Why choose monocrystalline silicon solar panels

october 14, 2022


1. Classification of solar cells

In 1839, the photovoltaic effect was first observed in a chemical battery by French physicist Becquerel. In 1876, the photovoltaic effect was also observed in the system of solid-state selenium (Se). During subsequent years the first Se/CuO-based solar cell was developed. 

Solar cells can be classified by the cell structure into Mott-Schottky (MS), M1S, MINP and heterojunction (such as ITO(n)/Si(p), a-Si/c-Si, Ge/Si) cells, etc., among which the homogenous P-N junction cell structure always dominates the market. Meanwhile, the other structures also play an important role in the development of solar cells. The types of solar cells classified by what materials they are produced from include monocrystalline silicon, polycrystalline silicon, amorphous silicon thin film, copper indium selenium (CIS), cadmium telluride (CdTe) and gallium arsenide cells, etc. Silicon is the second most abundant element in the earth's crust. In terms of semiconductor material, silicon is the most extensively studied and exhibits the most mature technology.   


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2. History and the development of crystalline silicon solar cell

The development of crystalline silicon solar cells can be divided into three stages. The era of modern silicon solar cell began in 1954 when Chapin and other Bell Laboratory scientists invented the first monocrystalline silicon cell with an efficiency of 6%. Silicon solar cells were first used in the spacecraft in 1958. During the subsequent decade, the silicon solar cells were more widely used in space with the development of cell technology and the enhanced stability of cell design. This is the first development stage of silicon solar cells. 

The second stage began in the early 1970s. In this stage, back surface field, fine line metallization, shallow junction formation and surface texturization were introduced into the solar cell manufacturing process, which greatly improved the conversion efficiency of solar cells. Meanwhile, the silicon solar cells were more widely used on Earth. 

In the late 1970s, the production of solar cells used on Earth exceeded that used in space and the cost of solar cells was continually reduced. 

The third stage of rapid development of silicon solar cells began in the early 1990s. In this stage, technologies such as surface passivation, reduction of surface recombination, post treatment to extend carrier lifetime and improvement of light trapping effect were introduced into the crystalline silicon solar cell manufacturing process.

3. Advantages of monocrystalline silicon solar panels

Since the commercialization and application of solar panels on Earth in the mid-1970s, crystalline silicon has dominated the market as a basic material used in solar panels. 

By the crystalline silicon type, solar cells can be classified into monocrystalline silicon, polycrystalline silicon, thin film crystalline silicon and amorphous silicon solar cells. The invention of polycrystalline silicon solar cells makes it possible to mass produce large-size square silicon ingots suitable for solar cell production, which requires simple manufacturing equipment and process, lower quality and less quantity of silicon. Thus, the production cost of solar cells is greatly reduced.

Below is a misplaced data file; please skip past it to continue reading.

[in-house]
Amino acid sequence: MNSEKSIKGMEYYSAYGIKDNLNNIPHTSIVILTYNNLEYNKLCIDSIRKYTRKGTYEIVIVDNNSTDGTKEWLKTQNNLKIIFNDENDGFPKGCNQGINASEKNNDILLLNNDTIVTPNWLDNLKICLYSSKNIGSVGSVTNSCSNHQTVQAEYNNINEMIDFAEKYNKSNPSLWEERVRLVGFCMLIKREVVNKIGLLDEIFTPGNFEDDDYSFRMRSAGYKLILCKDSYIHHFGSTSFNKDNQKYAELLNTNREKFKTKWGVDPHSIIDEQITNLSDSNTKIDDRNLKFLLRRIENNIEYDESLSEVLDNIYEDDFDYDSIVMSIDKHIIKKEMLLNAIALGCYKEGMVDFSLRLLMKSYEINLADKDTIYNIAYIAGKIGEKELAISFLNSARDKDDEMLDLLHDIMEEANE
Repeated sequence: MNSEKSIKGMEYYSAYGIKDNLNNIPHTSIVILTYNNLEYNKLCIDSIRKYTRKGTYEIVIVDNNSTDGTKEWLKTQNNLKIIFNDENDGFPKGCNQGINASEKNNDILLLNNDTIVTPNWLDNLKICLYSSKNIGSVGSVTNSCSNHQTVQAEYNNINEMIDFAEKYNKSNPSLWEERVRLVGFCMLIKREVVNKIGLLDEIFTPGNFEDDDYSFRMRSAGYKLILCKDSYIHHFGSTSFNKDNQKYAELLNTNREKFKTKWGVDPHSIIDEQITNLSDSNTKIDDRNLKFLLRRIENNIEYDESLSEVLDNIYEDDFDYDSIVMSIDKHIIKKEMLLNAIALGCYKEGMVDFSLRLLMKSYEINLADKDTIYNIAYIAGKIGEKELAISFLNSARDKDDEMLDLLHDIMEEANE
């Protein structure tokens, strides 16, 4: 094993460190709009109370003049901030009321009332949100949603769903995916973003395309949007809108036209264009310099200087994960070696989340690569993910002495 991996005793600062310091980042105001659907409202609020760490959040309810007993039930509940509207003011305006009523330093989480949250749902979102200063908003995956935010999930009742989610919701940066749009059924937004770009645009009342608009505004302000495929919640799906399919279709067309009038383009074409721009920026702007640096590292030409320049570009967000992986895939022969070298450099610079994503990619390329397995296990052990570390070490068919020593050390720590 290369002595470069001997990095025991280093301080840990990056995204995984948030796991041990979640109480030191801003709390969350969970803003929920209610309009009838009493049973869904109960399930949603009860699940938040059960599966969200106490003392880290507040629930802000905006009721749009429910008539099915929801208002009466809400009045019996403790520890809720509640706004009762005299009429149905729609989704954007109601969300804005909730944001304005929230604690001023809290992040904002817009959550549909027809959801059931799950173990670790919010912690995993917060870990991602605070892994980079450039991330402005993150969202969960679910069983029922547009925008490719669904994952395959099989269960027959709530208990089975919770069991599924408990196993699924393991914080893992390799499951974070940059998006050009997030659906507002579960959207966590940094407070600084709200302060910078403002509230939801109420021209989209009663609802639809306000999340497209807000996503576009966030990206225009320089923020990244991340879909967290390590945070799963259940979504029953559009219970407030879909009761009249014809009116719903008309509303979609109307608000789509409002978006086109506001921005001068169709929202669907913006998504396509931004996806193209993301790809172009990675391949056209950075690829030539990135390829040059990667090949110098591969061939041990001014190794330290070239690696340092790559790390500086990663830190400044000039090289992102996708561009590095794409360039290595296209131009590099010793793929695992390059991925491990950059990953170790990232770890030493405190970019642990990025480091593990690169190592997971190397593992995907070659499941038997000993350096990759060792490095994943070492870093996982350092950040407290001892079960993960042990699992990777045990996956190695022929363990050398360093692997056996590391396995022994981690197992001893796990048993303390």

However, because of the material and process defects (such as grain boundaries and dislocations, micro-defects, impurities and transition group metal contamination in the manufacturing process), the conversion efficiency of polycrystalline silicon solar cells is very low. 

Produced from high-purity silicon grown by the floating zone (FZ) or Czochralski (CZ) process, monocrystalline solar cells have an average conversion efficiency of about 24%, which is 5% higher than that of polycrystalline silicon solar cells. 

As the photovoltaic industry develops, the cost of monocrystalline silicon solar panels is continually reduced to nearly the same as the cost of polycrystalline silicon solar panels. Because of its rich reserve, stable performance, non-toxic characteristics and the constantly increasing conversion efficiency, monocrystalline silicon has become the most common material used in solar panels in the market.

4. The future development trend of solar panel materials

From the perspective of solid-state physics, silicon is not actually the most ideal photovoltaic material, because as an indirect band gap semiconductor material it does not absorb light very well. Therefore, studying alternative photovoltaic materials has become a trend. Cadmium telluride (CdTe), copper indium selenide (CuInSe2) and perovskite are considered to be three promising photovoltaic materials. So far, some progress has been made in the research of these materials. However, there is still a long way to go for these alternatives to be used to mass-produce solar cells and replace crystalline silicon. 

BigBlue, founded in 2015, is a pioneer of the solar generator industry and a global top-selling solar generator brand recognized by over 100 authorized media and organizations worldwide. Our products include CellPowa series power station and SolarPowa series solar panl. With over 7 years of experience in the field, BigBlue is now a global energy professional brand, and one of the world’s biggest manufacturers of outdoor solar utilities. From day one of the brand, BigBlue aims to solve people’s worries about lacking power by its clean and renewable energy solutions for individuals, families, businesses and societies, helping people to create an infinite future.  Learn more >


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